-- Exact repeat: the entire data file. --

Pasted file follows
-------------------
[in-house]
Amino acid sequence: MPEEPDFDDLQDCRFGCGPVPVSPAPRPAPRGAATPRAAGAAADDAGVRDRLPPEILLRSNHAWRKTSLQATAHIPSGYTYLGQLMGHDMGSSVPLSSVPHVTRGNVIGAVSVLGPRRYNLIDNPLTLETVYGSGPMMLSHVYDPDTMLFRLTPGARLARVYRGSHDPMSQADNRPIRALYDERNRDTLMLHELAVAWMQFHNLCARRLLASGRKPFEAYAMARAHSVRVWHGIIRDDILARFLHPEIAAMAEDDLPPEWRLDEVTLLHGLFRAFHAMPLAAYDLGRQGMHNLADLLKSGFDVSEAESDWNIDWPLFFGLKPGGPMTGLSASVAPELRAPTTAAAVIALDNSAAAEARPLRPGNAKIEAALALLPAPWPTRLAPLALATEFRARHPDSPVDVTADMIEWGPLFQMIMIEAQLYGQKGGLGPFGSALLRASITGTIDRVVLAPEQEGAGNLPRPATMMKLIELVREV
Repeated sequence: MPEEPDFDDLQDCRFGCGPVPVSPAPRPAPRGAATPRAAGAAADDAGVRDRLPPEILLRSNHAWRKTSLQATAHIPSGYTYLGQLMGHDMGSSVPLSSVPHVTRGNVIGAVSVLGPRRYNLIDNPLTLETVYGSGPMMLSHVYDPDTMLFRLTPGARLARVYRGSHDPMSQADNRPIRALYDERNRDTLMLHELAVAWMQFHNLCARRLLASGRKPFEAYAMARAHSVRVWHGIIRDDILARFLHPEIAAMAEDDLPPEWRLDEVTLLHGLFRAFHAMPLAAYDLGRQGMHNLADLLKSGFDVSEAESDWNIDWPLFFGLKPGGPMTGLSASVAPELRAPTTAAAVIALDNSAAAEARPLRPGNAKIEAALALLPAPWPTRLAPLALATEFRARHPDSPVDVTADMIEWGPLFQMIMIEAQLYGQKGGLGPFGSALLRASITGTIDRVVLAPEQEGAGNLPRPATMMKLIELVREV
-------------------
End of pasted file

[in-house]
Amino acid sequence: MPEEPDFDDLQDCRFGCGPVPVSPAPRPAPRGAATPRAAGAAADDAGVRDRLPPEILLRSNHAWRKTSLQATAHIPSGYTYLGQLMGHDMGSSVPLSSVPHVTRGNVIGAVSVLGPRRYNLIDNPLTLETVYGSGPMMLSHVYDPDTMLFRLTPGARLARVYRGSHDPMSQADNRPIRALYDERNRDTLMLHELAVAWMQFHNLCARRLLASGRKPFEAYAMARAHSVRVWHGIIRDDILARFLHPEIAAMAEDDLPPEWRLDEVTLLHGLFRAFHAMPLAAYDLGRQGMHNLADLLKSGFDVSEAESDWNIDWPLFFGLKPGGPMTGLSASVAPELRAPTTAAAVIALDNSAAAEARPLRPGNAKIEAALALLPAPWPTRLAPLALATEFRARHPDSPVDVTADMIEWGPLFQMIMIEAQLYGQKGGLGPFGSALLRASITGTIDRVVLAPEQEGAGNLPRPATMMKLIELVREV
Repeated sequence: MPEEPDFDDLQDCRFGCGPVPVSPAPRPAPRGAATPRAAGAAADDAGVRDRLPPEILLRSNHAWRKTSLQATAHIPSGYTYLGQLMGHDMGSSVPLSSVPHVTRGNVIGAVSVLGPRRYNLIDNPLTLETVYGSGPMMLSHVYDPDTMLFRLTPGARLARVYRGSHDPMSQADNRPIRALYDERNRDTLMLHELAVAWMQFHNLCARRLLASGRKPFEAYAMARAHSVRVWHGIIRDDILARFLHPEIAAMAEDDLPPEWRLDEVTLLHGLFRAFHAMPLAAYDLGRQGMHNLADLLKSGFDVSEAESDWNIDWPLFFGLKPGGPMTGLSASVAPELRAPTTAAAVIALDNSAAAEARPLRPGNAKIEAALALLPAPWPTRLAPLALATEFRARHPDSPVDVTADMIEWGPLFQMIMIEAQLYGQKGGLGPFGSALLRASITGTIDRVVLAPEQEGAGNLPRPATMMKLIELVREV